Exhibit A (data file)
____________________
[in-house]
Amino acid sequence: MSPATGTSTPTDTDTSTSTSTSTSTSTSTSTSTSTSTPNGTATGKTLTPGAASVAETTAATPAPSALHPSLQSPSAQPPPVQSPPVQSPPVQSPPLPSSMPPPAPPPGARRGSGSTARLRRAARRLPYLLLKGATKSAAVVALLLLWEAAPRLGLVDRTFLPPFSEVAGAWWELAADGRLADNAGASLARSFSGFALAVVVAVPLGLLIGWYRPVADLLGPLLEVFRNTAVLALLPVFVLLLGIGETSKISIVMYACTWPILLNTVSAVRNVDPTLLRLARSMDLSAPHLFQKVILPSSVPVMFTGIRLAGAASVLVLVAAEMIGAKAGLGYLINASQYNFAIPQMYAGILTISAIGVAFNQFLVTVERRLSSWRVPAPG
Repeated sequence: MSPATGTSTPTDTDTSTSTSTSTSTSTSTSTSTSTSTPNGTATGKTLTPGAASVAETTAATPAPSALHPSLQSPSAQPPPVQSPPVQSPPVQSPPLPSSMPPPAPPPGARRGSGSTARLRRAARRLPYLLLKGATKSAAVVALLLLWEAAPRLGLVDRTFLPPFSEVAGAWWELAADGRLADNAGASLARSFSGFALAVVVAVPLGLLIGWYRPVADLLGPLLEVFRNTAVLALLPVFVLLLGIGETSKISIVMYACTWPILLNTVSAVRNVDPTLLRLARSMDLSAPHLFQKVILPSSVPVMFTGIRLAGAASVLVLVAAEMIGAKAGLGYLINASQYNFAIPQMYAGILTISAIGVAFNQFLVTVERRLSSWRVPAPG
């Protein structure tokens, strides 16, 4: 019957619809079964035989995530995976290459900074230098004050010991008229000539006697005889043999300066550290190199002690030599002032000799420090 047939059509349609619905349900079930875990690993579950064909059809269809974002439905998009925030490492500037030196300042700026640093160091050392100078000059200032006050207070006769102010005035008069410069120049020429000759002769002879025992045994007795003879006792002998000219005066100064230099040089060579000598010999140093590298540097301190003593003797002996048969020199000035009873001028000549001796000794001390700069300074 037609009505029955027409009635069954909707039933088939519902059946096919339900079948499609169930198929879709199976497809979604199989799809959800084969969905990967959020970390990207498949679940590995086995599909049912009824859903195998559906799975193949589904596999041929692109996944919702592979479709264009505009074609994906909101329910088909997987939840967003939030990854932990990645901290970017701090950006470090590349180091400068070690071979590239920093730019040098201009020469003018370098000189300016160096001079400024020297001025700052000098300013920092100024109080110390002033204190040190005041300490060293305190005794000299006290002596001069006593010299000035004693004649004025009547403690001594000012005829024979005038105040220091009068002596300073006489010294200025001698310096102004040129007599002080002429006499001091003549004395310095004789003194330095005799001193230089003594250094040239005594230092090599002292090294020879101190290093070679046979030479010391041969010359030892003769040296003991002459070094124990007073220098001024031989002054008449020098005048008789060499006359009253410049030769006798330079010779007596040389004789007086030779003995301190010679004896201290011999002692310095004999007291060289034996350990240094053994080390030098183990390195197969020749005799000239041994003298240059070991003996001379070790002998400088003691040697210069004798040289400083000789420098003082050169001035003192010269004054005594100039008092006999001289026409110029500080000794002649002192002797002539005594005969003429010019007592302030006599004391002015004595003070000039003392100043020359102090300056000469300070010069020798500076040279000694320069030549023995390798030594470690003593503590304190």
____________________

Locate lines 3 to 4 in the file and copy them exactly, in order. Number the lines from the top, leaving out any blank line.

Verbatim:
Repeated sequence: MSPATGTSTPTDTDTSTSTSTSTSTSTSTSTSTSTSTPNGTATGKTLTPGAASVAETTAATPAPSALHPSLQSPSAQPPPVQSPPVQSPPVQSPPLPSSMPPPAPPPGARRGSGSTARLRRAARRLPYLLLKGATKSAAVVALLLLWEAAPRLGLVDRTFLPPFSEVAGAWWELAADGRLADNAGASLARSFSGFALAVVVAVPLGLLIGWYRPVADLLGPLLEVFRNTAVLALLPVFVLLLGIGETSKISIVMYACTWPILLNTVSAVRNVDPTLLRLARSMDLSAPHLFQKVILPSSVPVMFTGIRLAGAASVLVLVAAEMIGAKAGLGYLINASQYNFAIPQMYAGILTISAIGVAFNQFLVTVERRLSSWRVPAPG
């Protein structure tokens, strides 16, 4: 019957619809079964035989995530995976290459900074230098004050010991008229000539006697005889043999300066550290190199002690030599002032000799420090 047939059509349609619905349900079930875990690993579950064909059809269809974002439905998009925030490492500037030196300042700026640093160091050392100078000059200032006050207070006769102010005035008069410069120049020429000759002769002879025992045994007795003879006792002998000219005066100064230099040089060579000598010999140093590298540097301190003593003797002996048969020199000035009873001028000549001796000794001390700069300074 037609009505029955027409009635069954909707039933088939519902059946096919339900079948499609169930198929879709199976497809979604199989799809959800084969969905990967959020970390990207498949679940590995086995599909049912009824859903195998559906799975193949589904596999041929692109996944919702592979479709264009505009074609994906909101329910088909997987939840967003939030990854932990990645901290970017701090950006470090590349180091400068070690071979590239920093730019040098201009020469003018370098000189300016160096001079400024020297001025700052000098300013920092100024109080110390002033204190040190005041300490060293305190005794000299006290002596001069006593010299000035004693004649004025009547403690001594000012005829024979005038105040220091009068002596300073006489010294200025001698310096102004040129007599002080002429006499001091003549004395310095004789003194330095005799001193230089003594250094040239005594230092090599002292090294020879101190290093070679046979030479010391041969010359030892003769040296003991002459070094124990007073220098001024031989002054008449020098005048008789060499006359009253410049030769006798330079010779007596040389004789007086030779003995301190010679004896201290011999002692310095004999007291060289034996350990240094053994080390030098183990390195197969020749005799000239041994003298240059070991003996001379070790002998400088003691040697210069004798040289400083000789420098003082050169001035003192010269004054005594100039008092006999001289026409110029500080000794002649002192002797002539005594005969003429010019007592302030006599004391002015004595003070000039003392100043020359102090300056000469300070010069020798500076040279000694320069030549023995390798030594470690003593503590304190």